# Civil Engineering Drawing Questions and Answers – Detailed Specifications of Road Work – 1

This set of Civil Engineering Drawing Multiple Choice Questions & Answers (MCQs) focuses on “Detailed Specifications of Road Work-1”.

1. Thickness of a pavement may be reduced considerably by ________
a) Drainage of soil
b) Stabilisation of soil
c) Compaction of soil
d) Drainage of soil, Stabilisation of soil and Compaction of soil

Explanation: The major factors which governs the thickness of the pavement are ‘Traffic’ and ‘subgrade soil strength’ apart from climatic conditions ( frost action etc.), material characteristics etc.
However, there were no options related to the above discussed.
Option (Drainage of soil) affects the thickness because the subgrade soil strength (measured in CBR (%)) changes with the density of the soil.
Option (Stabilisation of soil) also affects the thickness because the stabilized soils do possess higher soil strength/desired properties than the unstabilized.
Option (Compaction of soil) deals with the drainage of the soils. Drainage affects the performance of the pavement. If the pavement results in a poor performance under drainage condition, an additional “drainage layer” should be provided (IRC 37:2012) and also while strengthening the roads, it is expected to get more characteristic deflection results in providing more thickness than the properly drained pavement.

2. The usual width of parapet walls along Highways in hilly region, is ____________
a) 60 cm
b) 20 cm
c) 70 cm
d) 40 cm

Explanation: A parapet is a barrier which is an extension of the wall at the edge of a roof, terrace, balcony, walkway or other structure. The word comes ultimately from the Italian parapetto. The German equivalent Brustwehr has the same meaning. Where extending above a roof, a parapet may simply be the portion of an exterior wall that continues above the line of the roof surface, or may be a continuation of a vertical feature beneath the roof such as a fire wall or party wall.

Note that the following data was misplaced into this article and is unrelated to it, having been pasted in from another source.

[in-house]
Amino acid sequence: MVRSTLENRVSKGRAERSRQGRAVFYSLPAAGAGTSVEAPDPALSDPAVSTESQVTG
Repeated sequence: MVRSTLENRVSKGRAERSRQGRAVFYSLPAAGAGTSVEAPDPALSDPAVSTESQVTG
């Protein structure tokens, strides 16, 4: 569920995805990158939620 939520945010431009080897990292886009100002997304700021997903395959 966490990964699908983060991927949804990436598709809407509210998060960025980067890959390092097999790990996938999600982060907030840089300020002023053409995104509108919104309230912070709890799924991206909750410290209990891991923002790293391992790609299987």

3. The road foundation for modern highways construction, was developed by ____________
a) Tresguet
b) Telford

Explanation: Thomas Telford, born in Dumfriesshire Scotland, was a surveyor and engineer who applied Tresaguet’s road building theories. In 1801 Telford worked for the British Commission of Highlands Roads and Bridges. He became director of the Holyhead Road Commission between 1815 and 1830. Telford extended Tresaguet’s theories, but emphasized high-quality stone. He recognized that some of the road problems of the French could be avoided by using cubical stone blocks.
John Loudon McAdam was born in Ayr, Scotland in 1756. In 1787 he became a trustee of the Ayrshire Turnpike in the Scottish Lowlands and during the next seven years this hobby became an obsession. He moved to Bristol, England in 1802 and became a Commissioner for Paving in 1806. On 15 January 1816 he was elected Surveyor-General of roads for the Turnpike Trust, and was now responsible for 149 miles of road. McAdam first put his ideas about road construction into major practice, the first ‘macadamised’ stretch of road being Marsh Road at Ashton Gate, Bristol.

a) stone dust
b) sand
c) brick dust
d) cement

Explanation: Stone dust is like a darker, coarser version of sand. It is a byproduct of running stones through a crushing machine to make crushed stone. Its exact composition will obviously depend on what kind of stone was run through the machine. For instance, sometimes granite is run through such a machine; in other cases, it could be limestone, for example. The machine has a screen that traps the larger material (that is, the crushed stone). The smaller material or “screenings” falls through the screen. Depending on the size of the holes in the screen used, it can be so fine in texture that it is basically a powder.

5. The distance travelled by revolving the wheel of a vehicle more than its circumferential movement, is known as __________
a) slip
b) skid
c) slip and skid
d) cement

Explanation: An automobile skid is an automobile handling condition where one or more tires are slipping relative to the road, and the overall handling of the vehicle has been affected.
In (automotive) vehicle dynamics, slip is the relative motion between a tire and the road surface it is moving on. This slip can be generated either by the tire’s rotational speed being greater or less than the free-rolling speed (usually described as percent slip), or by the tire’s plane of rotation being at an angle to its direction of motion.
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6. The type of transition curves generally provided on hill roads, is ________
a) lemniscate
b) cubic parabola
c) circular
d) spiral

Explanation: In case of transition curves, if traffic condition is mixed then provision of speed is limited to 60% of max. Speed of vehicle. One side of curve will higher then the other side for the case of accident of traffic.
Ideal Transition curve: Spiral or clothoid (Lemniscate for modern roads).
Valley curve: Cubic parabola.
Vertical curve: Parabola.

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